NY Times journalist plans Facebook game for women's rights

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Half the Sky book
Back in 2009, Pulitzer-prize winning journalists Nicholas Kristof and Sheryl WuDunn published Half the Sky, a non-fiction book highlighting the global oppression of women and how its evils pose "the central moral challenge of our time." Its title comes from a Chinese proverb often attributed to Mao Zedong that "women hold up half the sky", and yet, in most parts of the world, they are abused and undervalued. Amidst a sea of positive reviews, the book became a national bestseller that year, holding the bestseller list for seven week's straight.

But the book was only the beginning, as the authors tried various other ways to get their message out, via transmedia projects ranging from online videos to concerts. Among the many tools being employed, Kristof has become a big believer in the power of social games:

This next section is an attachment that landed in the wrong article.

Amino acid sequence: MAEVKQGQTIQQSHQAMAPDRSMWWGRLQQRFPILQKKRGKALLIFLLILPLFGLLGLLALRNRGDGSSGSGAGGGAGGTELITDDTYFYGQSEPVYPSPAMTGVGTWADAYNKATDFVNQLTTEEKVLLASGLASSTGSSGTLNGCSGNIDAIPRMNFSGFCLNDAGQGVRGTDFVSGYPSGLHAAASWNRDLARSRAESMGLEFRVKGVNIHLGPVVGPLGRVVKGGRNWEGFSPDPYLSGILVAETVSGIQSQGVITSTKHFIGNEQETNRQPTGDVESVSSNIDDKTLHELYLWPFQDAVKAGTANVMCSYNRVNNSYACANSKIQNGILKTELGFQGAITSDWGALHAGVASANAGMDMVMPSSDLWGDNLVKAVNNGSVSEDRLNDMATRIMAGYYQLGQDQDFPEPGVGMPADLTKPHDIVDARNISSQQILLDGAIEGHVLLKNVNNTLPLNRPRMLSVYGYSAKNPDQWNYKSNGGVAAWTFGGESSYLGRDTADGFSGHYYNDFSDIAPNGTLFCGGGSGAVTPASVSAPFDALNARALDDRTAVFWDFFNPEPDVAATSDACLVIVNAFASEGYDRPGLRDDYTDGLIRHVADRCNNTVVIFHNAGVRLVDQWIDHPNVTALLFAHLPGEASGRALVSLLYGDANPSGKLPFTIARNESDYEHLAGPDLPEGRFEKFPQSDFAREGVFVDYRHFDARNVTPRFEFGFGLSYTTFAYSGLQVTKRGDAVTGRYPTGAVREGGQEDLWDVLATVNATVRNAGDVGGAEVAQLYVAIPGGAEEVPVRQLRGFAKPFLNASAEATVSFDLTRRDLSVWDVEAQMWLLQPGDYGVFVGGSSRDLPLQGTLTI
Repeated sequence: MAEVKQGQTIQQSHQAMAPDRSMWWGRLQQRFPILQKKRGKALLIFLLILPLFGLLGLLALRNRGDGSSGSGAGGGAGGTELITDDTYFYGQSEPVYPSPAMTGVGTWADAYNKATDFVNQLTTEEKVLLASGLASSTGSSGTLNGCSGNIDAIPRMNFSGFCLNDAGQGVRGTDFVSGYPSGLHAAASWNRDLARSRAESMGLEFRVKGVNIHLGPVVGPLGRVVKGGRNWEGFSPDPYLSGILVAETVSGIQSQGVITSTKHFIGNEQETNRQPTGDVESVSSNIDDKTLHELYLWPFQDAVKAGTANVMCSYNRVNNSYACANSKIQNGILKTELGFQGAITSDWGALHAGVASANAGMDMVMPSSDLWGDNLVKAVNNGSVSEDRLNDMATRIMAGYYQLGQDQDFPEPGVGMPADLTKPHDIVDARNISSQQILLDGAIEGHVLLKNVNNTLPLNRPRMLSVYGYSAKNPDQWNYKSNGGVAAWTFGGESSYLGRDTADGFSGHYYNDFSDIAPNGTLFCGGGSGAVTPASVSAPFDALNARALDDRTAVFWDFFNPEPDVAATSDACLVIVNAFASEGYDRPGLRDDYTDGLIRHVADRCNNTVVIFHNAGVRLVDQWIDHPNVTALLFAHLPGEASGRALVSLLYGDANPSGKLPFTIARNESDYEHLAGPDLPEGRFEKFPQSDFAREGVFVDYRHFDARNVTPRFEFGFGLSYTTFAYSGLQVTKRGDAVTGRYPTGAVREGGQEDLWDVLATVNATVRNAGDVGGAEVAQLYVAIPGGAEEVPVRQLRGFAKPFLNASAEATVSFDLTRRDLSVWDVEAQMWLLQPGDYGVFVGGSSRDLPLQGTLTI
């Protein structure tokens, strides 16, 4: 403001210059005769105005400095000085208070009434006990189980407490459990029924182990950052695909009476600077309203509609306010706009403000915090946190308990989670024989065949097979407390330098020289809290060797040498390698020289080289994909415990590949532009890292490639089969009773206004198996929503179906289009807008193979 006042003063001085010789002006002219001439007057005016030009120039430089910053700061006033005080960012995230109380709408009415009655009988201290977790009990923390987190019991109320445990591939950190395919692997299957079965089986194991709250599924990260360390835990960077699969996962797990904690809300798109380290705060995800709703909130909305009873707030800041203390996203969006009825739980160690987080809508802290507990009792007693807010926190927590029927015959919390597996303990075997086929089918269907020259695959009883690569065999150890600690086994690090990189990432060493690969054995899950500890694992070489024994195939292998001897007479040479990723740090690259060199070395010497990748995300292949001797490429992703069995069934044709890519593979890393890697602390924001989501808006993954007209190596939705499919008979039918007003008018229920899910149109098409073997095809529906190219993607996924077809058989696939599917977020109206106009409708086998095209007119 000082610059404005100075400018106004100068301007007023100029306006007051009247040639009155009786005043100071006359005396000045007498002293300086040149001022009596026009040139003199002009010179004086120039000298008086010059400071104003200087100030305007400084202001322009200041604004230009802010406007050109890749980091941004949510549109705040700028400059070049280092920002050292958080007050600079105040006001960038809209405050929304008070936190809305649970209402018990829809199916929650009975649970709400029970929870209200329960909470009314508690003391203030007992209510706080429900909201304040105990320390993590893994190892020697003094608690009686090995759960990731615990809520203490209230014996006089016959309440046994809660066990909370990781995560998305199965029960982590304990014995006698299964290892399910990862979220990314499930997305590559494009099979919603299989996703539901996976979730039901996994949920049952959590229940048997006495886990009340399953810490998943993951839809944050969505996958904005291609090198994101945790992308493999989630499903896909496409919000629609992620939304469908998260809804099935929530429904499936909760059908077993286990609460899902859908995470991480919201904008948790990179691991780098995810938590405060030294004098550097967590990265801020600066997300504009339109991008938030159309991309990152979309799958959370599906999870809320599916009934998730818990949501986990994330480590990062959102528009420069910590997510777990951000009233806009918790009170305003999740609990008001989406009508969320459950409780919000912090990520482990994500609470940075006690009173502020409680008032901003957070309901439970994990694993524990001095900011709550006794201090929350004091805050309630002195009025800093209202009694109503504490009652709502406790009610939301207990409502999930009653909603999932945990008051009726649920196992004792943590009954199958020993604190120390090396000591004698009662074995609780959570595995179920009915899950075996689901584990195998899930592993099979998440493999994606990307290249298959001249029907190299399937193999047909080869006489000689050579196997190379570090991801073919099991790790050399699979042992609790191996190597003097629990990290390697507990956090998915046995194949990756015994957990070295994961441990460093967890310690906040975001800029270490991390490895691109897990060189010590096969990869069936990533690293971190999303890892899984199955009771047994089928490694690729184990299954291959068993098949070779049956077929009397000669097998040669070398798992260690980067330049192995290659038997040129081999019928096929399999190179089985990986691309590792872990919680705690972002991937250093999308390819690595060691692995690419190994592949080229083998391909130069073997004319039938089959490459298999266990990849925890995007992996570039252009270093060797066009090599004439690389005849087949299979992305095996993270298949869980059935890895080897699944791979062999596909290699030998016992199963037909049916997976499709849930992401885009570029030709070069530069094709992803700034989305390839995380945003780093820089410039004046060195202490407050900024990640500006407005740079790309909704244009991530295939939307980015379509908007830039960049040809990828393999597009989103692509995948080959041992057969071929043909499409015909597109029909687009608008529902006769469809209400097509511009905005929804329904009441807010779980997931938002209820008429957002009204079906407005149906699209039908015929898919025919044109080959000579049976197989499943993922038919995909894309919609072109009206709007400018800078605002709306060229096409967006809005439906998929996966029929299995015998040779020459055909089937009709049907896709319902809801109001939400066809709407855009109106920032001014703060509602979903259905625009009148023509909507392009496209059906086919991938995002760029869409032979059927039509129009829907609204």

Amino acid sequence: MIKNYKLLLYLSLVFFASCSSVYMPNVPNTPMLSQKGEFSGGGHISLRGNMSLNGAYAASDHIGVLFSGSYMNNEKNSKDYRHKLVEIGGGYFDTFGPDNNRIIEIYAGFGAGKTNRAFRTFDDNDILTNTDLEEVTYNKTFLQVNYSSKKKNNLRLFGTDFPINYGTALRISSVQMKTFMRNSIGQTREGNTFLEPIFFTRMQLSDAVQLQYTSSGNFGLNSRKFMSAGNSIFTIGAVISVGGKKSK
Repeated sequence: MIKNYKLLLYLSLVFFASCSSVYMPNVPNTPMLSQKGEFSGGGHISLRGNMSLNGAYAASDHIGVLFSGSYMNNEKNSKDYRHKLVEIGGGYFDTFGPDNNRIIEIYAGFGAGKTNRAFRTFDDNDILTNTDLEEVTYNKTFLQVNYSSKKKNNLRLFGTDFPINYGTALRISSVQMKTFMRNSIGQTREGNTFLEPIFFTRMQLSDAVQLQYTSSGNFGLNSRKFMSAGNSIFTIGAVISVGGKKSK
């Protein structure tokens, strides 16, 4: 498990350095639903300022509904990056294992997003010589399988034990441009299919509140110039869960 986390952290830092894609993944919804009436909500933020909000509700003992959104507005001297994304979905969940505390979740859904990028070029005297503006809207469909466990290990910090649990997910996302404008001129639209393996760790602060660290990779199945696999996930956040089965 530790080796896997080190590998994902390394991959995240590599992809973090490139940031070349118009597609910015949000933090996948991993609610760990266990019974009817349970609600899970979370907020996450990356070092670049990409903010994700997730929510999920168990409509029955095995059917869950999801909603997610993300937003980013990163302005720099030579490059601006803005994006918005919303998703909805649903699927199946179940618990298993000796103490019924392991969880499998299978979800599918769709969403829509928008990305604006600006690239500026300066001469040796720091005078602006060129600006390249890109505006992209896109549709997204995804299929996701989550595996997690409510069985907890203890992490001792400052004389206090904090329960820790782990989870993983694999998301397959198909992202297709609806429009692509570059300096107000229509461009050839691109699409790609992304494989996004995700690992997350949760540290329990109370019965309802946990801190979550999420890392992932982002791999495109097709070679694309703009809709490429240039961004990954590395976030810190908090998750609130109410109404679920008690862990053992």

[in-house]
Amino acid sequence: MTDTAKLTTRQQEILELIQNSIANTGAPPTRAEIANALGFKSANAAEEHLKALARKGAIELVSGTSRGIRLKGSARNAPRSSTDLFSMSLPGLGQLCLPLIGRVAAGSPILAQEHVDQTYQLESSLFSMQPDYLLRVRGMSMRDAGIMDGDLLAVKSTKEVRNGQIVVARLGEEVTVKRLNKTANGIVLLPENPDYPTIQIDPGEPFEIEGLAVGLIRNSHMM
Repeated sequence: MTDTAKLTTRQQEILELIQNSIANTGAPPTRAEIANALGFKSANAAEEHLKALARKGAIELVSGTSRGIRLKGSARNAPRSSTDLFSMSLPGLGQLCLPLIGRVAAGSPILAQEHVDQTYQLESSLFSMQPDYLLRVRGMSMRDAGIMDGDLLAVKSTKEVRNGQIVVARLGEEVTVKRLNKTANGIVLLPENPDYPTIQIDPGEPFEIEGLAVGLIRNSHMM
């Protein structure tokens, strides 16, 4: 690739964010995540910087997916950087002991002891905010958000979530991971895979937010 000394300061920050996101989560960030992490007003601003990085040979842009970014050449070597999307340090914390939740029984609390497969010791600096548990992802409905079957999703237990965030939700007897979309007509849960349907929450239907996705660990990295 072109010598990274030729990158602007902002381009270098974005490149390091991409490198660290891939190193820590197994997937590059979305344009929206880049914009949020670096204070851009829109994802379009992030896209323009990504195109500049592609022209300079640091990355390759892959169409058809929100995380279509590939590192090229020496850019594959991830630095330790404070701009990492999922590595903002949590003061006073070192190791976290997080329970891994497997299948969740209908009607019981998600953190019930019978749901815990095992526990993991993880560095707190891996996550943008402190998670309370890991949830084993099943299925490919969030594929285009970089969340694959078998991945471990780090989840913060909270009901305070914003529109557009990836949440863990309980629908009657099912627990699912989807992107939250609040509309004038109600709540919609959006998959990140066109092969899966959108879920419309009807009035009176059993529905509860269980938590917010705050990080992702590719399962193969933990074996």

I think gaming might be the next big platform for news organizations and causes. There's some snobbery about games. Some people think games are just "what teenagers do" or that they are too fun to be worthy of our attention. But there are a lot of people who spend a lot of time playing games online, so we in the news business would do well to think about how we can use games to attract eyeballs. My wife and I are doing a TV documentary of our book Half the Sky, but we're also creating a Facebook game as part of it.
This is why he partnered with Games for Change (G4C) to build several social games based on the book, one of which will be on Facebook. UK-based Mudlark and ZMQ in India will be developing four games for mobile phones. But to reach the widest audience -- "people who may not necessarily engage with the book, the New York Times, or PBS" -- Facebook is seen as the answer. The game's release will follow a "Half the Sky" four-hour PBS documentary series scheduled for this fall.

As for the game itself, details are sparse, but Kristof describes it as "analogous to FarmVille" and set in a village where you're tasked to care for women and girls, and that involves managing schools and refugee camps. Besides that, players will also be given more direct ways to contribute to the cause.

[Hat-tip: Fast Company]

Have you heard of "Half the Sky" before? Do you think the concept for the game has enough appeal to reach a wide audience? Sound off in the comments. Add Comment
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